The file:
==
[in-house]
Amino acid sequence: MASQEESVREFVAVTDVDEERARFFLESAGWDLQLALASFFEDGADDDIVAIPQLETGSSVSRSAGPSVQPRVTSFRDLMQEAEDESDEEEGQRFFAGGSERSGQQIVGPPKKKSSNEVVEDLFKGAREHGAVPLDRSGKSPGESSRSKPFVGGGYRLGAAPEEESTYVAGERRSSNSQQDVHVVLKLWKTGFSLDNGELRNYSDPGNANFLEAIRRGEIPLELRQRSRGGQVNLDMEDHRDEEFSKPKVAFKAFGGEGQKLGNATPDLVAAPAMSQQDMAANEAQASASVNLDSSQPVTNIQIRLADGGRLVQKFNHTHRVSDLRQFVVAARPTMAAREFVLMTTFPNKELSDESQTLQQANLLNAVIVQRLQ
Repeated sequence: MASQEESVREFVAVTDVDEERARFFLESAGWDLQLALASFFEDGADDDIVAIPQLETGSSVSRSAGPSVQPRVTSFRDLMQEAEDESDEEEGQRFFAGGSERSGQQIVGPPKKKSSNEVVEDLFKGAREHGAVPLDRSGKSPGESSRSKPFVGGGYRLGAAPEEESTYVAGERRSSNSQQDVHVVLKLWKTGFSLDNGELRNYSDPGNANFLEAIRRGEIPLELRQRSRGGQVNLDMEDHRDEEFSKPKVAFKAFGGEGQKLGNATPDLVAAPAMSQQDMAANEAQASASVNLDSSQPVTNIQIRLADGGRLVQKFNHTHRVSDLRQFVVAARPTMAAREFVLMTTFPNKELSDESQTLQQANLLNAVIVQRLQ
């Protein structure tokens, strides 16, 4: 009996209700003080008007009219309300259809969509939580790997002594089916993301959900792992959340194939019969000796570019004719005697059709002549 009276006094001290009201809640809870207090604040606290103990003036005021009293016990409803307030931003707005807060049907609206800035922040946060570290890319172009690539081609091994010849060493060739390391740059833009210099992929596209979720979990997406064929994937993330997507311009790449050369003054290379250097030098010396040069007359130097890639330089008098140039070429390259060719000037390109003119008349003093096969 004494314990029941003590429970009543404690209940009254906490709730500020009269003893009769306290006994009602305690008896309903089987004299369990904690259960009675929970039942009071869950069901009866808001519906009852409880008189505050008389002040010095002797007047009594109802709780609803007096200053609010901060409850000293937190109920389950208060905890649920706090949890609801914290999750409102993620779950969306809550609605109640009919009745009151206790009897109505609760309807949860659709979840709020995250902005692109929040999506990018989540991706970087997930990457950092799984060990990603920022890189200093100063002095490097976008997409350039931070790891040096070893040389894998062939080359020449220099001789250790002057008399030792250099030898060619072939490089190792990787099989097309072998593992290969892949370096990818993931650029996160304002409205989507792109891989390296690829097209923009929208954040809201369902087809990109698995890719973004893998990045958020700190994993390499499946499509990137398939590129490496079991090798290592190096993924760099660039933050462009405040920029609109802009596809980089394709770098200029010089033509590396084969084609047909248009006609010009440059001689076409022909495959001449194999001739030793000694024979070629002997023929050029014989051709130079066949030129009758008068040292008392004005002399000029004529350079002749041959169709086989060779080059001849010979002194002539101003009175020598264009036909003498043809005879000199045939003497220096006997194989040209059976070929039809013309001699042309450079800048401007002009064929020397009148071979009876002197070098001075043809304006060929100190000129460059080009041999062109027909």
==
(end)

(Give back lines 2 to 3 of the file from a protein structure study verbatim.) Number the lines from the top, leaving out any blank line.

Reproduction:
Amino acid sequence: MASQEESVREFVAVTDVDEERARFFLESAGWDLQLALASFFEDGADDDIVAIPQLETGSSVSRSAGPSVQPRVTSFRDLMQEAEDESDEEEGQRFFAGGSERSGQQIVGPPKKKSSNEVVEDLFKGAREHGAVPLDRSGKSPGESSRSKPFVGGGYRLGAAPEEESTYVAGERRSSNSQQDVHVVLKLWKTGFSLDNGELRNYSDPGNANFLEAIRRGEIPLELRQRSRGGQVNLDMEDHRDEEFSKPKVAFKAFGGEGQKLGNATPDLVAAPAMSQQDMAANEAQASASVNLDSSQPVTNIQIRLADGGRLVQKFNHTHRVSDLRQFVVAARPTMAAREFVLMTTFPNKELSDESQTLQQANLLNAVIVQRLQ
Repeated sequence: MASQEESVREFVAVTDVDEERARFFLESAGWDLQLALASFFEDGADDDIVAIPQLETGSSVSRSAGPSVQPRVTSFRDLMQEAEDESDEEEGQRFFAGGSERSGQQIVGPPKKKSSNEVVEDLFKGAREHGAVPLDRSGKSPGESSRSKPFVGGGYRLGAAPEEESTYVAGERRSSNSQQDVHVVLKLWKTGFSLDNGELRNYSDPGNANFLEAIRRGEIPLELRQRSRGGQVNLDMEDHRDEEFSKPKVAFKAFGGEGQKLGNATPDLVAAPAMSQQDMAANEAQASASVNLDSSQPVTNIQIRLADGGRLVQKFNHTHRVSDLRQFVVAARPTMAAREFVLMTTFPNKELSDESQTLQQANLLNAVIVQRLQ